Pennsylvania residents sue over gas drilling
DIMOCK, Pennsylvania Nov 20 (Reuters) - Residents of a small rural Pennsylvania town sued Cabot Oil & Gas Corp (COG.N) on Friday, claiming the company's natural-gas drilling has contaminated their water wells with toxic chemicals, caused sickness and reduced their property values.
The lawsuit, filed in U.S. District Court in Pennsylvania, accuses the company of violating state environmental laws by allowing drilling chemicals to escape from gas wells, where they are used in a technique called hydraulic fracturing.
The case is one of the first to confront the industry over the technique, which critics claim pollutes aquifers with chemicals that can cause cancer and other serious illnesses.
Cabot's drilling allowed methane to escape into private water wells and in two cases caused wellhead explosions due to a gas build-up, the 45 plaintiffs in the lawsuit claim.
The lawsuit is the culmination of complaints by residents of the northeastern Pennsylvania community where Cabot has drilled dozens of gas wells in its efforts to develop the Marcellus Shale, a massive gas formation that underlies about two-thirds of Pennsylvania and parts of surrounding states.
"These releases, spills and discharges caused the plaintiffs and their property to be exposed to such hazardous gases, chemicals and industrial wastes," said the 12-page complaint.
The lawsuit accuses Cabot of negligence and says it has failed to restore water supplies to residents when it has been disrupted by gas drilling. It seeks a permanent injunction to stop the drilling processes that are blamed for the contamination, as well as unspecified compensatory damages.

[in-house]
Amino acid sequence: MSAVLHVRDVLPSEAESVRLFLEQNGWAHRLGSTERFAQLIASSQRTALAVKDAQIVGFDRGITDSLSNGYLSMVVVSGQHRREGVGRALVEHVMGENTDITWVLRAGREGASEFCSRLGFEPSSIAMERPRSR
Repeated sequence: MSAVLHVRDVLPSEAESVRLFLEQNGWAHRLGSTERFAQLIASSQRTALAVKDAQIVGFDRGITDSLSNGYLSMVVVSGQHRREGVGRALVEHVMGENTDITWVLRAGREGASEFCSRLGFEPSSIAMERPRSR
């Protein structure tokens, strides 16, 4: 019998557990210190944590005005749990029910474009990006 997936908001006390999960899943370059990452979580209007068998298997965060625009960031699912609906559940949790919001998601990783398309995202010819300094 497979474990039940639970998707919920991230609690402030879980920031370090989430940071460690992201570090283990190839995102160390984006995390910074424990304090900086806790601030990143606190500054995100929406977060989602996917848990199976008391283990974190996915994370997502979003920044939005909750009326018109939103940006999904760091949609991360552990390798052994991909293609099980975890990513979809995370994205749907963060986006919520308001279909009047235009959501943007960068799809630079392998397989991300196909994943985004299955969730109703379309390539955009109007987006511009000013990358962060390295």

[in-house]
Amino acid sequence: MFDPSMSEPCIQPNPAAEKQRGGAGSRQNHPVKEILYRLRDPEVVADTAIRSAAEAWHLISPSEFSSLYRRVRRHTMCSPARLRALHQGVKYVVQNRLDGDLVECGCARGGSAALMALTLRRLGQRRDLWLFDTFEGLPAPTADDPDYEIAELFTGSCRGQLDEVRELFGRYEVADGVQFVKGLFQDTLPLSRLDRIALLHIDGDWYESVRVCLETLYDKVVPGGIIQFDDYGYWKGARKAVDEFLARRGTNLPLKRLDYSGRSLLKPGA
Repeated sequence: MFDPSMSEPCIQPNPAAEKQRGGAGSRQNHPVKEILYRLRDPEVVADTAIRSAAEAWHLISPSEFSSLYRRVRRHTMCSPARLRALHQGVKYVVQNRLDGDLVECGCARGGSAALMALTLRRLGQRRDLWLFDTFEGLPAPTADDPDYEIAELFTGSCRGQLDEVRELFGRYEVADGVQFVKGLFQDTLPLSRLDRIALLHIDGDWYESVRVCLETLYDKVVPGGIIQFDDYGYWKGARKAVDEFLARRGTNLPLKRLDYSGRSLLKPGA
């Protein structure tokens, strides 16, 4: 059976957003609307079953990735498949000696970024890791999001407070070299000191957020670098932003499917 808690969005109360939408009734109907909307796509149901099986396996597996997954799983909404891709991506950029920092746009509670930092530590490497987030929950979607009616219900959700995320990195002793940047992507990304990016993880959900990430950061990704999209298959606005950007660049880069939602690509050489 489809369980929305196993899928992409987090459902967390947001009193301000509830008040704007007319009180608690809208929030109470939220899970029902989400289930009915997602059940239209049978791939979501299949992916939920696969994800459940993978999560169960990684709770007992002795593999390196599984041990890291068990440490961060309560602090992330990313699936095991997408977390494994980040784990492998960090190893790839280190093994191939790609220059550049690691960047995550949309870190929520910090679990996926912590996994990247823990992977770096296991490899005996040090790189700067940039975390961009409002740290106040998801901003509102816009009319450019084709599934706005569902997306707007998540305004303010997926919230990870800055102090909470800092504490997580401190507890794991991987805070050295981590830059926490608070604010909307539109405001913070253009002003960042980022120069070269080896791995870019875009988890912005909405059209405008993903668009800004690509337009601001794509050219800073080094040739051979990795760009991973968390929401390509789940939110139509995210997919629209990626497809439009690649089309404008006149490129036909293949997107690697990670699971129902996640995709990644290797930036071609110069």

Residents of many gas-drilling areas in the United States say the chemicals used in hydraulic fracturing are contaminating ground water. However, they have been unable to prove that, in part because energy companies are not required to disclose the composition of their drilling fluids.
The industry says chemicals cannot escape because they are injected through layers of steel and concrete thousands of feet below aquifers.
Industry spokesmen say there has never been a documented case of ground water contamination as a result of hydraulic fracturing.
Gas deposits such as the Marcellus Shale offer the United States an opportunity to reduce dependence on overseas oil imports and reduce carbon emissions, advocates say. But development could slow if fracturing is shown to be environmentally damaging.
The Dimock lawsuit says the drilling fluid, and mud used as a lubricant in drilling, contain carcinogenic chemicals.
Residents say they have suffered neurological, gastrointestinal and dermatological symptoms from exposure to tainted water. They also say they have had blood test results consistent with exposure to heavy metals.
In September, Pennsylvania's Department of Environmental Protection ordered Cabot to stop hydraulic fracturing at Dimock after three spills of a drilling lubricant. The ban was lifted after Cabot put additional environmental safeguards in place.
The U.S. Environmental Protection Agency, in its first tests in response to claims of water contamination from gas drilling, found earlier this year that some wells in Pavillion, Wyoming were tainted but reached no conclusion on the source of the pollution.
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